We send messages all the time. Everything from our clothing choices to facial expressions tell the world a variety of things about us, whether we want them to or not.
Online interactions are the same.
Have you asked, “What message is my business sending online?”
While it may seem like an unimportant question, it’s crucial that you know.
One of the greatest lessons I learned early in my social media career is to be purposeful about what I post and share. And that everything must be done with intention.
It’s not wise to throw things up just for the sake of having something new, every piece of content should be relating back to your brand’s goal or mantra.
Remember back in college when we had to write papers with a thesis? It was stated first, but everything after it related back to the original thought.
It’s the same with building a brand’s message online.
In the past several months I’ve been concerned about the messages that are being communicated from brands – big and small alike. Regardless of whether it’s a small businesses or a famous person, they all have a brand, a representation of who they are.
For example, let’s say there’s a graphic design business specializing in the health and wellness industry. Would it behoove them to design ads for alcohol and cigarettes? It would bring in additional revenue, but it would also be confusing to prospect clients who are passionate about living a healthy lifestyle.
The same principle applies to social media and the messages we share online. The same graphic design business would also confuse fans and followers by promoting alcohol and cigarettes on Facebook or Twitter. The online audience would say, “Wait – isn’t this a health and wellness company?”
It’s imperative for brands to be clear about who they are, what they stand for, and how they promote it.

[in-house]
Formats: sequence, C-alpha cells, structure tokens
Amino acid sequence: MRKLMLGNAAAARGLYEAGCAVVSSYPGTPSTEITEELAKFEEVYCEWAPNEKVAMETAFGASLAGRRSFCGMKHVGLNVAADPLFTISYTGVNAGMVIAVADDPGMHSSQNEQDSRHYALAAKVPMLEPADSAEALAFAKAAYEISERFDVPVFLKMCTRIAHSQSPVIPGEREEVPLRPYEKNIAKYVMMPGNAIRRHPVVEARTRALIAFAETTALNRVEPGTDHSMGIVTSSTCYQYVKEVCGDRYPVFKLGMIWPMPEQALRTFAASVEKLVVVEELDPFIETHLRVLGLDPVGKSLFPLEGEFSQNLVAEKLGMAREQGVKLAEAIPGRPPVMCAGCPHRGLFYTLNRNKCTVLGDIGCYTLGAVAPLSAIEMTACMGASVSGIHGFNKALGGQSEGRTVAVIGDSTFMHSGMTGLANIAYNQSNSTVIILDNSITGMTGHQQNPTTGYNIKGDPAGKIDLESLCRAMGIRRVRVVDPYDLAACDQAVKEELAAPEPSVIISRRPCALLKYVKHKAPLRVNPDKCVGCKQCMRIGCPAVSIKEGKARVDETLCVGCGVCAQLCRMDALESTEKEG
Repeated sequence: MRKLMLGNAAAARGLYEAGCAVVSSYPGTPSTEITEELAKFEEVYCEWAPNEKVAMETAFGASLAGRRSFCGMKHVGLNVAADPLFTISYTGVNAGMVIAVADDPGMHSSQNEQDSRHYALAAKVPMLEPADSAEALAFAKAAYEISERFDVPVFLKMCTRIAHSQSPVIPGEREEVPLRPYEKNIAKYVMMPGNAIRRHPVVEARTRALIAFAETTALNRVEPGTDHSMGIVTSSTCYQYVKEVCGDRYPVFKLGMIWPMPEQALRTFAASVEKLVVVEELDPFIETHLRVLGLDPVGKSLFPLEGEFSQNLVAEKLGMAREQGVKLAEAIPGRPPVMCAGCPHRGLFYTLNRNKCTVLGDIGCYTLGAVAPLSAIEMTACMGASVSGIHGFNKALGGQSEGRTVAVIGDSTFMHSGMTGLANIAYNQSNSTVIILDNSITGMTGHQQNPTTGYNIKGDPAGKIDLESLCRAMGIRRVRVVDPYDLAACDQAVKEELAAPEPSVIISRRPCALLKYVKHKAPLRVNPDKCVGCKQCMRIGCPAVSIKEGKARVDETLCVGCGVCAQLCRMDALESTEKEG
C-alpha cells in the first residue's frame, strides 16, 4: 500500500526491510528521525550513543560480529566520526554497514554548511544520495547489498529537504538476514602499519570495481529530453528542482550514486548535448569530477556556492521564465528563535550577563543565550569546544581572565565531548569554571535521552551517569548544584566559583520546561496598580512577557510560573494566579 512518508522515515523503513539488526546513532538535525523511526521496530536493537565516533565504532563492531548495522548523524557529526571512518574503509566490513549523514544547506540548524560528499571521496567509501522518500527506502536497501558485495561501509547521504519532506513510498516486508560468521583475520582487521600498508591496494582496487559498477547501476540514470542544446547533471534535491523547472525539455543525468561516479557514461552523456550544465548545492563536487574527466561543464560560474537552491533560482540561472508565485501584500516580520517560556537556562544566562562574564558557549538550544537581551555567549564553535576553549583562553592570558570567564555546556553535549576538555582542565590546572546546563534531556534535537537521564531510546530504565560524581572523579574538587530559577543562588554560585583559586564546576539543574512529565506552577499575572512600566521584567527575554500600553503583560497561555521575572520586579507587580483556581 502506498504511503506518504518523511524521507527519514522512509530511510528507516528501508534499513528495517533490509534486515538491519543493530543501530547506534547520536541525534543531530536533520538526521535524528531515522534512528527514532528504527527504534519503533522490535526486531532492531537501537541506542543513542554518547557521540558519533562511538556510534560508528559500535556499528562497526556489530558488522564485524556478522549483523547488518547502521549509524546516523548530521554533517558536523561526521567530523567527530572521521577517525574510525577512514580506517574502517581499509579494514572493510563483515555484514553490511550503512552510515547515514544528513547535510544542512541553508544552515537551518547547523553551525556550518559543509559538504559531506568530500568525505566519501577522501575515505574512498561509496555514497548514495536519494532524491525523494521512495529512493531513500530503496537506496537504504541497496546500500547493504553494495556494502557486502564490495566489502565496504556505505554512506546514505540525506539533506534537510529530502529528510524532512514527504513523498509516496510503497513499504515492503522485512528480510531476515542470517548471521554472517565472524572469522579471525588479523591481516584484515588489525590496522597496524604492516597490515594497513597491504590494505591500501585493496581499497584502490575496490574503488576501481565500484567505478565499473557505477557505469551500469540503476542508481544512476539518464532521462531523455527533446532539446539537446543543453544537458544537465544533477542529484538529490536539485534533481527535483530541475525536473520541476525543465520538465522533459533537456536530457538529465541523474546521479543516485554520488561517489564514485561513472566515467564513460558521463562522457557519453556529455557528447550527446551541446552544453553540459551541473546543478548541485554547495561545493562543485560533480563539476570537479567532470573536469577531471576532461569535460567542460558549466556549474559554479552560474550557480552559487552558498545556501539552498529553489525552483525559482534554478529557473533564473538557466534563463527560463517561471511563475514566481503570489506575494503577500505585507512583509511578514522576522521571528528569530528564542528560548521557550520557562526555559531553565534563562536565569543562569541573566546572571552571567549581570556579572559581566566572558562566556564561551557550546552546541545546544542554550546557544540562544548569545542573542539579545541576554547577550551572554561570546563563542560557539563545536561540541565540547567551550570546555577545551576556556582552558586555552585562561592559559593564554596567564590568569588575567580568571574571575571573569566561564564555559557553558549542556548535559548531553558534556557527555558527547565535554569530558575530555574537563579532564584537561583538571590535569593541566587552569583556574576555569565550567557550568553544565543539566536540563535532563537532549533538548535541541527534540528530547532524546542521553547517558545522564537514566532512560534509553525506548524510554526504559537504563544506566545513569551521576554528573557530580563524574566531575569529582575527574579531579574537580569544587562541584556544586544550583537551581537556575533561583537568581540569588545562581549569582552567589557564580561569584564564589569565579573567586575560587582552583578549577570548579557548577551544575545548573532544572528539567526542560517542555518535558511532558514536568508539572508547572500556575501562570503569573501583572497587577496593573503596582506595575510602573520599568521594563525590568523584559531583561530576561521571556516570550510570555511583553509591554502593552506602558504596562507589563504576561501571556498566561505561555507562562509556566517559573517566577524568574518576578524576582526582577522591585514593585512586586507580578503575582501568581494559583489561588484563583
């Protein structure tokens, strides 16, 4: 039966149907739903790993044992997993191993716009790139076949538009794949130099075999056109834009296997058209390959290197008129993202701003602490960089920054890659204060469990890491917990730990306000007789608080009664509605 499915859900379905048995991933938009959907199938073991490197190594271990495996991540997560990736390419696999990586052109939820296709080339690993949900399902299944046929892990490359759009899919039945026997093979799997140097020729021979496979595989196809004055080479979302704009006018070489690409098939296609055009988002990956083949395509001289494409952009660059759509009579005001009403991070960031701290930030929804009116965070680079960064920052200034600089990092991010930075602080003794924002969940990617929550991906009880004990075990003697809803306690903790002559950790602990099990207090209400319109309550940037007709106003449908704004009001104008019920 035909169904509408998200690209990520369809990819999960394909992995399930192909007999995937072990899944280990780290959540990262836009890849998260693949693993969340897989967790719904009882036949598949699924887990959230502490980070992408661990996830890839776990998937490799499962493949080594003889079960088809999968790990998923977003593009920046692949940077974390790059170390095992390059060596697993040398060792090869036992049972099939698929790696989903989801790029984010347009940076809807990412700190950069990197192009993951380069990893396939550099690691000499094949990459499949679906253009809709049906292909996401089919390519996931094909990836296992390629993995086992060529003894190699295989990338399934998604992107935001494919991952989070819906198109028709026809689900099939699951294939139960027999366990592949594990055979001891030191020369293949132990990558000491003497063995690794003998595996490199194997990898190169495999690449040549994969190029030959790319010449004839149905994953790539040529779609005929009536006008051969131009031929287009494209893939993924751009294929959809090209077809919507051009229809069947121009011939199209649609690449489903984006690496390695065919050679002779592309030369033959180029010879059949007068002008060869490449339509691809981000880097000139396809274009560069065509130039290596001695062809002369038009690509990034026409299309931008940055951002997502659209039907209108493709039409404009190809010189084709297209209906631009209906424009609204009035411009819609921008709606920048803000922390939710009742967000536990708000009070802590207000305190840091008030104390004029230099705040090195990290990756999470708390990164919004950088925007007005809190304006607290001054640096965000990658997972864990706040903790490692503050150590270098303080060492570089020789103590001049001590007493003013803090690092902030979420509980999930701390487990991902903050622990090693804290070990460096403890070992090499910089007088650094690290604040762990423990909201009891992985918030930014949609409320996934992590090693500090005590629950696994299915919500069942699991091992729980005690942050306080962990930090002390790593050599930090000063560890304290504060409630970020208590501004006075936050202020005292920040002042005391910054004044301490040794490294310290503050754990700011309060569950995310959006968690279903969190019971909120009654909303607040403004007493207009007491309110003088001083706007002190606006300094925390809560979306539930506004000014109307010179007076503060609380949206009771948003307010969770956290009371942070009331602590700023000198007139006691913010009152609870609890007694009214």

Let me put it another way.
Who are you and what do you stand for? Is it confusing to the people around you to say you hate pinstripes, but wear them everyday? Of course it would be!
We can’t disconnect real life from our online reality. If we say we are for something, it should be evident in our actions.
So how can you be more intentional or decide what your business stands for?
To get a better idea or more clearly define what your business’s values are, answer these questions and follow the action steps.
Define your business
1. Why did you choose the name of your business?
2. What product or service do you sell?
3. Describe the product or service.
4. What is your mission statement or tagline?
5. Is the mission statement or tagline representative of the product or service?
6. What 5 adjectives best describe your business?
7. What 3 businesses do you want to emulate? (Must be in the same industry)
8. What 3 businesses do you NOT want to emulate? (Must be in the same industry)
9. Name 5 other products or services that are similar to yours?
10. Who is your target audience? (Be VERY specific)
1. Make a list of 3-5 ways to visually describe your product or service.
2. Research the businesses you want to emulate and name 3-5 ways they express their brand through social media
3. Research the businesses you do NOT want to emulate and name 3-5 ways they express the brand poorly
4. Using the adjectives that describe your business, create 5 sentences or statements that can be used across all social platforms
For example, Adjective: Helpful Sentence: I strive to help every person that reaches out to me.
5. Using your target audience model, find out what THEY want to hear from your brand. Talk to clients, friends or reach out to the online audience for feedback. Talk to a minimum of 3-5 people, listen closely, and take notes.
6. Enlist a coworker, friend or loyal customer to hold you accountable for what you share online. It must be someone who pays attention and feels comfortable being straightforward. Be sure to honor this person by giving them a safe environment to be honest.
7. Take the information and feedback gathered from these action steps, put them in a document, and refer back before posting online, writing a blog or engaging in conversation online.
8. Do a monthly survey of your content and ask for new feedback from new people. Objective feedback is an underrated gem that can make an enormous impact on your business.
Jump in today and be active about making sure your business is sending the right messages! Don’t allow anyone else but you to communicate what is most important about your brand.
Finally, be consistent. I often harp on the significance of consistency in ALL aspects of business because it will make or break our online representation, what our brand stands for, and how trustworthy our business is considered to be.